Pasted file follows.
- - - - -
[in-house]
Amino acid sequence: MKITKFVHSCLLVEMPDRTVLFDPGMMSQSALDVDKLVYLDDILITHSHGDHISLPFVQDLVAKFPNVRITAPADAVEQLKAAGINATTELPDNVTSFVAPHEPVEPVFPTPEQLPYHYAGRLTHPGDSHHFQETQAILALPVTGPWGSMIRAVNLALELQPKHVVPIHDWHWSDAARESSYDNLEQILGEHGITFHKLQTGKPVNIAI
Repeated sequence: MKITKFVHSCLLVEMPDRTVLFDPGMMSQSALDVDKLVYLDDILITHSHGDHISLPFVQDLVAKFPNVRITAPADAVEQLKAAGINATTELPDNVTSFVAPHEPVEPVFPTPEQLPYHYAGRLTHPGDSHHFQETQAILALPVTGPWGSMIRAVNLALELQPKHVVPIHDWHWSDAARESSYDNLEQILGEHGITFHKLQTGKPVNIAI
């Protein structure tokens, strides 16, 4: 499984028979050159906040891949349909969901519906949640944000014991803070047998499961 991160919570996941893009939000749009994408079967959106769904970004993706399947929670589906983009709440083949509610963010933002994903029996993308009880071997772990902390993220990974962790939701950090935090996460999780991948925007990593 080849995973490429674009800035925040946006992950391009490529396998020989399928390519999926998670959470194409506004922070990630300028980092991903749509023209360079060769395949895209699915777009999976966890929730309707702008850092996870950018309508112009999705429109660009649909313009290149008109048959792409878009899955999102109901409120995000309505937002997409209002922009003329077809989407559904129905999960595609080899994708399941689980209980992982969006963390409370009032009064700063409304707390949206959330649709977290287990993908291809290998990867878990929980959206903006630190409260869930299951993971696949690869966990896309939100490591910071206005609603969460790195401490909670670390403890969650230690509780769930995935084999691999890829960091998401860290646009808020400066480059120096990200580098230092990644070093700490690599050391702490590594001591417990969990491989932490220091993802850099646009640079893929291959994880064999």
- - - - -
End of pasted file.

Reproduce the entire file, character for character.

[in-house]
Amino acid sequence: MKITKFVHSCLLVEMPDRTVLFDPGMMSQSALDVDKLVYLDDILITHSHGDHISLPFVQDLVAKFPNVRITAPADAVEQLKAAGINATTELPDNVTSFVAPHEPVEPVFPTPEQLPYHYAGRLTHPGDSHHFQETQAILALPVTGPWGSMIRAVNLALELQPKHVVPIHDWHWSDAARESSYDNLEQILGEHGITFHKLQTGKPVNIAI
Repeated sequence: MKITKFVHSCLLVEMPDRTVLFDPGMMSQSALDVDKLVYLDDILITHSHGDHISLPFVQDLVAKFPNVRITAPADAVEQLKAAGINATTELPDNVTSFVAPHEPVEPVFPTPEQLPYHYAGRLTHPGDSHHFQETQAILALPVTGPWGSMIRAVNLALELQPKHVVPIHDWHWSDAARESSYDNLEQILGEHGITFHKLQTGKPVNIAI
């Protein structure tokens, strides 16, 4: 499984028979050159906040891949349909969901519906949640944000014991803070047998499961 991160919570996941893009939000749009994408079967959106769904970004993706399947929670589906983009709440083949509610963010933002994903029996993308009880071997772990902390993220990974962790939701950090935090996460999780991948925007990593 080849995973490429674009800035925040946006992950391009490529396998020989399928390519999926998670959470194409506004922070990630300028980092991903749509023209360079060769395949895209699915777009999976966890929730309707702008850092996870950018309508112009999705429109660009649909313009290149008109048959792409878009899955999102109901409120995000309505937002997409209002922009003329077809989407559904129905999960595609080899994708399941689980209980992982969006963390409370009032009064700063409304707390949206959330649709977290287990993908291809290998990867878990929980959206903006630190409260869930299951993971696949690869966990896309939100490591910071206005609603969460790195401490909670670390403890969650230690509780769930995935084999691999890829960091998401860290646009808020400066480059120096990200580098230092990644070093700490690599050391702490590594001591417990969990491989932490220091993802850099646009640079893929291959994880064999």